College of Charleston - Marlene and Nathan Addlestone Library
Negatives, slides, digital images, and other papers of Paula Kornblum Popowski, a Polish-born Jew who survived the Holocaust by passing as a Christian. Materials include pre- and post-war photographs of Popowski and her family and friends, photographs of locations where Popowski lived in Poland and Germany, and her false Polish identification papers. Other materials include postcards and letters sent to Popowski, mostly after the war
College of Charleston - Marlene and Nathan Addlestone Library
The collection consists of manuscripts, correspondence, interviews on videocassette and DVD, photographs, and other papers of Rudolf Rudy Herz, a native of Stommeln, Germany, who survived incarceration in Theresienstadt, Auschwitz, and other concentration camps during World War II. After immigrating to the United States in 1946, he served in the U.S. Army during the Korean War
Columbia University
Born 1918 in the Netherlands; Career: economic counselor, Netherlands representative to the UN, representative to the Organization for Economic Cooperation and Development (OECD), visiting Scholar at Columbia University, Dutch Ambassador to Japan. Themes: Personal experience of the Holocaust, intellectual heritage of the Great Depression, impact of the Marshall Plan, General Agreements on Tariffs and Trade (GATT), effects of the Cold War on American and Dutch bilateral relations, United Nations Conference on Trade and Development (UNCTAD), work on the Institute for Social Development, role of Non-Governmental Organizations in negotiation, American position in the UN, Israeli-Egyptian dynamics, evolution of the UN over time, role of global conferences in intellectual development, introduction of ideas into the UN
Jewish Museum of Maryland
Mansbach family papers contain records that document the family's attempts to flee Nazi Germany and establish themselves in England and finally the United States -- Papers include correspondence, affadivits, immigration documents, and identity documents. Family members include Bernhard Mansbach (1900-1981); his brothers, Leo Mansbach and Edmund Mansbach (b. 1896) who died in a concentration camp; parents Hermann Mansbach and Sophie (Loewenstein) Mansbach; and wife, Hertha (Phillips) Mansbach (1905-1996). Other persons include George Mansbach, of Baltimore, Md., who was not related bu provided assistance to Bernard Mansbach when he emigrated to the United States
Holocaust Center of Northern California
Survivor testimony of Hofeller -- Describes childhood in Munich, Germany, high school in Nazi Germany, increasing antisemitism, "Entartete Kunst" (Degenerate Art) exhibition, Kristallnacht, emigration and experiences in Switzerland, family in Germany; traveling as a refugee to Lisbon, Ellis Island, Santo Domingo (Dominican Republic), and the U.S.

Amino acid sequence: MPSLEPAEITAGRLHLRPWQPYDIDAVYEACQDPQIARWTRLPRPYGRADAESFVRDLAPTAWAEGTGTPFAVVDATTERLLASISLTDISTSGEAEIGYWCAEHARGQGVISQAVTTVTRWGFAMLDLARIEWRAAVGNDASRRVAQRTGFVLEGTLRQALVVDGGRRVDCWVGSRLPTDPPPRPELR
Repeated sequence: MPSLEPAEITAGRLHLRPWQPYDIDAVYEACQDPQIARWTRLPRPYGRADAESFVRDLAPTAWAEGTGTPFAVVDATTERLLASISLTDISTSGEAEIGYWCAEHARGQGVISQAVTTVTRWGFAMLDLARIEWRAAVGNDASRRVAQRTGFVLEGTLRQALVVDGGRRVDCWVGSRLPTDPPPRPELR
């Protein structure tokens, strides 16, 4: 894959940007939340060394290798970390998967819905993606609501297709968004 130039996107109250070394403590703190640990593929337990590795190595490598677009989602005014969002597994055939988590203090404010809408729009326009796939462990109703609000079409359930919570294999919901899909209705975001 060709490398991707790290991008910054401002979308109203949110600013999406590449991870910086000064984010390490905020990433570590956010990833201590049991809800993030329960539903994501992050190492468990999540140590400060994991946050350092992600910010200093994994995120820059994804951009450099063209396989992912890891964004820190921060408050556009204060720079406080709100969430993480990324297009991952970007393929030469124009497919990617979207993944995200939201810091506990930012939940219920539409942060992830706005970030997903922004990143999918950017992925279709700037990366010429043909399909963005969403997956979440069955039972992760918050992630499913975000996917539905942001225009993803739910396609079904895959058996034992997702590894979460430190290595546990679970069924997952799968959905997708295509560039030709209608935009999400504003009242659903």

American Jewish Archives
Correspondence, memoranda, newsclippings, speeches, press releases, and printed material relating to Lemkin's crusade for the adoption of an international law making genocide a crime; together with materials on the Nuremberg trials and the Nobel Peace Prize
Holocaust Center of Northern California
Transcripts of letters, including one intended for his parents in Terezin which was smuggled out of Auschwitz. In the letter, he dramatically pleads for them to spare themselves the fate that has befallen him -- Also includes a letter to Kraus from Honzu Munk (a possible friend?) describing conditions in Auschwitz, and a memoir written by Munk, describing his mother's suicide
American Jewish Archives
Topics include National Federation of Temple Youth (later name: North American Federation of Temple Youth), Zionism, antisemitism, Jewish holocaust, interfaith relations, African American and Jewish relations, Reform Judaism, displaced persons of World War II in Europe, Palestine, Israel, charities, education, and rabbis. Persons represented include Dwight D. Eisenhower, Loy W. Henderson, Judah Leon Magnes, Allen Howard Podet, and Harry S. Truman
Holocaust Center of Northern California
Survivor testimony of Jungren -- Describes how his mother and sisters were sent to Auschwitz; his father to Mauthausen. Jungren was sent to Buchenwald, and compelled to perform forced labor in Germany repairing railway lines. He was liberated at Dachau. Ultimately he emigrated to the U.S.

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